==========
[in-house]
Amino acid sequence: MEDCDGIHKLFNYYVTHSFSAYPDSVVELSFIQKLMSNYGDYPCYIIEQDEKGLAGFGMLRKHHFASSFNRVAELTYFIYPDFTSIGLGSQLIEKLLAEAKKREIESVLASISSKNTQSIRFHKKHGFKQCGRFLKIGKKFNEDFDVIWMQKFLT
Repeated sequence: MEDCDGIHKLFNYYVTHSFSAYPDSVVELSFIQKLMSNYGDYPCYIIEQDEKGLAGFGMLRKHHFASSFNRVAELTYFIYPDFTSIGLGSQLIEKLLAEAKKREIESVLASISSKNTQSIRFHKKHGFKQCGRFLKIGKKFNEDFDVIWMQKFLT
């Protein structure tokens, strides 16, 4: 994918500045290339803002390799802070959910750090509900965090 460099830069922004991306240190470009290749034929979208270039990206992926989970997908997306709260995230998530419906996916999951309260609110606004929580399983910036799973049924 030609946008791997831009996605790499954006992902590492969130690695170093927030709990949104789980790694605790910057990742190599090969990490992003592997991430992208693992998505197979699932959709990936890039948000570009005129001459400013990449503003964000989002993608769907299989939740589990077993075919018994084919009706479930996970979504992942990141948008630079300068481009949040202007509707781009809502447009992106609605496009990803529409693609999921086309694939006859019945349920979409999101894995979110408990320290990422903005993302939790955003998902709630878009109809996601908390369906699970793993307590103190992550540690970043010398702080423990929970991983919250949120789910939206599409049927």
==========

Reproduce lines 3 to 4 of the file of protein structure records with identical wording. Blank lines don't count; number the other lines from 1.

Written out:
Repeated sequence: MEDCDGIHKLFNYYVTHSFSAYPDSVVELSFIQKLMSNYGDYPCYIIEQDEKGLAGFGMLRKHHFASSFNRVAELTYFIYPDFTSIGLGSQLIEKLLAEAKKREIESVLASISSKNTQSIRFHKKHGFKQCGRFLKIGKKFNEDFDVIWMQKFLT
């Protein structure tokens, strides 16, 4: 994918500045290339803002390799802070959910750090509900965090 460099830069922004991306240190470009290749034929979208270039990206992926989970997908997306709260995230998530419906996916999951309260609110606004929580399983910036799973049924 030609946008791997831009996605790499954006992902590492969130690695170093927030709990949104789980790694605790910057990742190599090969990490992003592997991430992208693992998505197979699932959709990936890039948000570009005129001459400013990449503003964000989002993608769907299989939740589990077993075919018994084919009706479930996970979504992942990141948008630079300068481009949040202007509707781009809502447009992106609605496009990803529409693609999921086309694939006859019945349920979409999101894995979110408990320290990422903005993302939790955003998902709630878009109809996601908390369906699970793993307590103190992550540690970043010398702080423990929970991983919250949120789910939206599409049927």